Knee injections: Hi all. I began... - Osteoarthritis Ac...

Osteoarthritis Action
935 members273 posts

Knee injections

frankaspergilus
frankaspergilus

Hi all.

I began posting a few days ago and I have another question.

I saw a rhumatalogist a few days ago who intends to inject both my knees in two weeks time.

I had cortisone injections a few years ago which did very little and then had gel injections (I live in France and they used a gel called Happycross). The gel seemed to work better.

Now my new rhumatalogist wants to inject both products into my knees at the same time. He'll mix them and inject them in one go.

Is this a good idea?

Also, is it important that he uses images or a scan of some sort to guide him into where best to place the injections?

The last two sets of injections were done using images but I don't think this chap has any equipment in his surgery so I think he might do the injections "blind". Again, is this a good idea?

Thanks for any advice.

Frank

7 Replies
oldestnewest

I have had injections in several areas and they are often done "blind". I also have denervation treatment if the injections bring relief for a few weeks. That does tend to help for longer and is always done using an ultrasound machine.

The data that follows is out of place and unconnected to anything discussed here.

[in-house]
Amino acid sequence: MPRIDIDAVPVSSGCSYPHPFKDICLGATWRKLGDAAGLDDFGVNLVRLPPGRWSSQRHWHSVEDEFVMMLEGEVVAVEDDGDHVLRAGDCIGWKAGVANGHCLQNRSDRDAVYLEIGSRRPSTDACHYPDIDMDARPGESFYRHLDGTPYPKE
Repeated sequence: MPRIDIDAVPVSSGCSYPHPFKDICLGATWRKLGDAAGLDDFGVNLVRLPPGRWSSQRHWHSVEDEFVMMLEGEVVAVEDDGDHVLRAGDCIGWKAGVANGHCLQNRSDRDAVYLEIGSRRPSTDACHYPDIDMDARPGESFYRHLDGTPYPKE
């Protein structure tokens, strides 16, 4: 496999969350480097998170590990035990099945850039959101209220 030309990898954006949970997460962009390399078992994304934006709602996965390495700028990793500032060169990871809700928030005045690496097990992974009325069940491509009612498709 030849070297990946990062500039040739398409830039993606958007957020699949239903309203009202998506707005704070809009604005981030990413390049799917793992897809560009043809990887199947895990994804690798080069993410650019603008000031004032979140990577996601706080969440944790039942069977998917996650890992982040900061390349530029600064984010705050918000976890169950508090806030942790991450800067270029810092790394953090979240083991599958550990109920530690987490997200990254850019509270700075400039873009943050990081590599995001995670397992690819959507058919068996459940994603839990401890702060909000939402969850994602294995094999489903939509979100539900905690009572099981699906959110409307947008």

Thanks for your help.

I've never heard of denervation treatment. Could you tell me what that is and why it's done?

The explanation that I was given makes it sound an awful lot worse than it is. It is done as day case surgery here in England but it only takes about 15 minutes and local anaesthetic is used. Basically, they cauterise the nerve endings in the affected area. I think it has something to do with the messages from the brain not being able to transmit to that area. anyway, it relieves the pain for about a year so I have found it worthwhile. I assume the nerve endings regenerate but the treatment can be done again if necessary.

OK. Thank you.

I'll see if I can get some info from my rhumatalogist and read up on it too. I don't have a lot of confidence in the man as he seems to be downplaying my symptoms and doesn't want to listen about the rest of them. He can't even tell me if they are rhumatalogical or neurological or where I should go to find out.

I'll see how the injections go anyway. Here's hoping!

Is this treatment ever covered by insurance?

Hi Robsny.

If you're asking about my upcoming knee injections, I live in France where the cortisone injections are covered by insurance (I'll have to pay a small amount), but the Happycross gel isn't covered. It's quite expensive at about 130 euros a pop. So 260 euros for both knees.

If you're asking about denervation injections, I don't know yet as I haven't had a chance to ask my doctor about it.

Hope that helps.

I had knee injections Suptratz and it did not help me at all. I hope it works for you!

You may also like...